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This article is more than five years old. Autism research - and science in general - is constantly evolving, so older articles may contain information or theories that have been reevaluated since their original publication date.
An autism-associated gene variant of glyoxalase 1, or GLO1, leads to the buildup of a compound that is toxic to neurons, according to a study published 12 April in Autism Research. The study is unusual in suggesting a mechanism by which a gene variant linked to autism could lead to the disorder.
In 2004, the same team of researchers reported that they had found a more acidic form of the GLO1 protein in the brains of four people with autism. This difference is caused by a single base pair change — from cytosine to alanine — which the small study found more likely to be present in people who have autism compared with controls.
Other studies have found no association between the alanine gene variant and autism, however. For example, although a 2008 study of 230 Finnish people found a slightly higher risk of autism among people with the alanine variant compared with controls, the increase is not statistically significant. Another study that year in 272 Han Chinese people with autism reported no association at all.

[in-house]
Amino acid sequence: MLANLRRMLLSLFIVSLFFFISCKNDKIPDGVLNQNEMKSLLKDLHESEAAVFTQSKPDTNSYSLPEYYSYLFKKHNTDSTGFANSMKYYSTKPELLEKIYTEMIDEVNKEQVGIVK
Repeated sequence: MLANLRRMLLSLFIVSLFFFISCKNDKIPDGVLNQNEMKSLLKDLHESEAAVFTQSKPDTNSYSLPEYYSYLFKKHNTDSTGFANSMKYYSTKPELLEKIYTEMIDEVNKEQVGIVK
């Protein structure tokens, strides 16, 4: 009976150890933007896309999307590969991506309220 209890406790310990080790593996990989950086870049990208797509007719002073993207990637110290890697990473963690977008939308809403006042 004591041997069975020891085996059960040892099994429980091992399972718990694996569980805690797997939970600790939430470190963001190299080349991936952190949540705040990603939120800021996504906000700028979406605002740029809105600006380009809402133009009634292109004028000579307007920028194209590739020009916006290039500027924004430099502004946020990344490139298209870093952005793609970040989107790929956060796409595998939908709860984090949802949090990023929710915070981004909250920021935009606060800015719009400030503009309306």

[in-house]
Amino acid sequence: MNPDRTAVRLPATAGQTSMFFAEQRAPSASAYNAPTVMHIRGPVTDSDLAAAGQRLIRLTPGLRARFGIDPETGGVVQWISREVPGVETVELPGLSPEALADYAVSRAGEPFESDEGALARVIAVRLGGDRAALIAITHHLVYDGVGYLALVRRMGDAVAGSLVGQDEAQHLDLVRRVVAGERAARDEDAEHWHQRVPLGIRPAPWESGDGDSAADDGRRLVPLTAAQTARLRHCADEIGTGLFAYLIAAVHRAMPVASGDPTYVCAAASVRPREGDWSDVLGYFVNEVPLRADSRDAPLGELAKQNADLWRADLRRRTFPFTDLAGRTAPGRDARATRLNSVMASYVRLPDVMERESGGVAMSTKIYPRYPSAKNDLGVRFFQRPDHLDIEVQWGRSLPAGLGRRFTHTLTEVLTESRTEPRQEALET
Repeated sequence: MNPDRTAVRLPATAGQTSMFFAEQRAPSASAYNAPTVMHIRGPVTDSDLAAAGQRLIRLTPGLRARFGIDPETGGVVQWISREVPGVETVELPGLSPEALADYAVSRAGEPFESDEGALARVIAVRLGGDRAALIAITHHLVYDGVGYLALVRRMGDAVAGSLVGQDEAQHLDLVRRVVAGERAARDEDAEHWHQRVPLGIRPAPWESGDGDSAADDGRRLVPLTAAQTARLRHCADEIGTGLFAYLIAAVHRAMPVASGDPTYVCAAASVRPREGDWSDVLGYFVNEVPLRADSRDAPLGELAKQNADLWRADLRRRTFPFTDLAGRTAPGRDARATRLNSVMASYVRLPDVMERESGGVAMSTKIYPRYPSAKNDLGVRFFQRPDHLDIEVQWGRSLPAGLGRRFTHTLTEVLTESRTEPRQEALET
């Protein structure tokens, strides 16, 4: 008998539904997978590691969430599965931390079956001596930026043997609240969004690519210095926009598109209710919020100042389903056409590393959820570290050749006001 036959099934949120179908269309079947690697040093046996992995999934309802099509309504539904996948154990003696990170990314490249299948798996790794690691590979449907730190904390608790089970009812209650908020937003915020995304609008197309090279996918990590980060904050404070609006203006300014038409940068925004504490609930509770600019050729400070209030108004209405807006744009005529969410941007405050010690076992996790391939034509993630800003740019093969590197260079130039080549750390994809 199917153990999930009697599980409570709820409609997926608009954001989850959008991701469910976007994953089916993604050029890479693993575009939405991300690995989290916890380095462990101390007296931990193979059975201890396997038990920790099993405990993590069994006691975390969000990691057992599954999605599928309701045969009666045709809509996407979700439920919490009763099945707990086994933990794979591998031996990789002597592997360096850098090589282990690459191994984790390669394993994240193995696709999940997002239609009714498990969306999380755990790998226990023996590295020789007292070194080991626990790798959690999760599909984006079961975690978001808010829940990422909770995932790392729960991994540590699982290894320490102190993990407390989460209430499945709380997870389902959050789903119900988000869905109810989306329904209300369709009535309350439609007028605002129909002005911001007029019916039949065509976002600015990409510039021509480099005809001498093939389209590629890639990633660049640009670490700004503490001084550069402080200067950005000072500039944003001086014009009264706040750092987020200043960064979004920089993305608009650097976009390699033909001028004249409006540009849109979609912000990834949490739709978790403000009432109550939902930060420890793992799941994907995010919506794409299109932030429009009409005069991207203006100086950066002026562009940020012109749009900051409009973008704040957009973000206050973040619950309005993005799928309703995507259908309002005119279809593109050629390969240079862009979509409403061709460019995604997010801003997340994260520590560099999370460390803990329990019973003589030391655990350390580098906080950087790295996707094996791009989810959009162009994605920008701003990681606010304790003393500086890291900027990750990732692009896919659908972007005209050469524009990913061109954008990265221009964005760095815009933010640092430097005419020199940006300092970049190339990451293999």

A 2007 study also found that the variant is more common in healthy siblings of children with autism, suggesting that it might have a protective effect.
In the new study, researchers showed that the GLO1 variant is less active in blood cells of people with autism. It is also modified differently: It has more added phosphates than the control version of the enzyme does.
GLO1 is involved in converting methylglyoxal, a toxic byproduct of metabolic reactions, into lactate. Blood cells with the GLO1 variant accumulate more methylglyoxal and other toxic byproducts that result from methylglyoxal’s activity. Methylglyoxal also prevents cultured progenitor cells from developing into neurons, the study shows.
Although the evidence linking the GLO1 variant to autism is weak, the mechanism proposed in the new study suggests that the variant affects brain development and could lead to autism in combination with other risk factors.